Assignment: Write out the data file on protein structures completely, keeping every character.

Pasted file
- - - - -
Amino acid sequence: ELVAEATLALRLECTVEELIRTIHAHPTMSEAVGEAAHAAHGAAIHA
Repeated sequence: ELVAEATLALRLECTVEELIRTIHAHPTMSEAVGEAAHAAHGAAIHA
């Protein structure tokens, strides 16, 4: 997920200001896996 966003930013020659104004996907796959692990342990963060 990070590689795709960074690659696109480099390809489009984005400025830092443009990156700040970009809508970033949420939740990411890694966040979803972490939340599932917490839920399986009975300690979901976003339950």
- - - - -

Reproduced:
Amino acid sequence: ELVAEATLALRLECTVEELIRTIHAHPTMSEAVGEAAHAAHGAAIHA
Repeated sequence: ELVAEATLALRLECTVEELIRTIHAHPTMSEAVGEAAHAAHGAAIHA
């Protein structure tokens, strides 16, 4: 997920200001896996 966003930013020659104004996907796959692990342990963060 990070590689795709960074690659696109480099390809489009984005400025830092443009990156700040970009809508970033949420939740990411890694966040979803972490939340599932917490839920399986009975300690979901976003339950």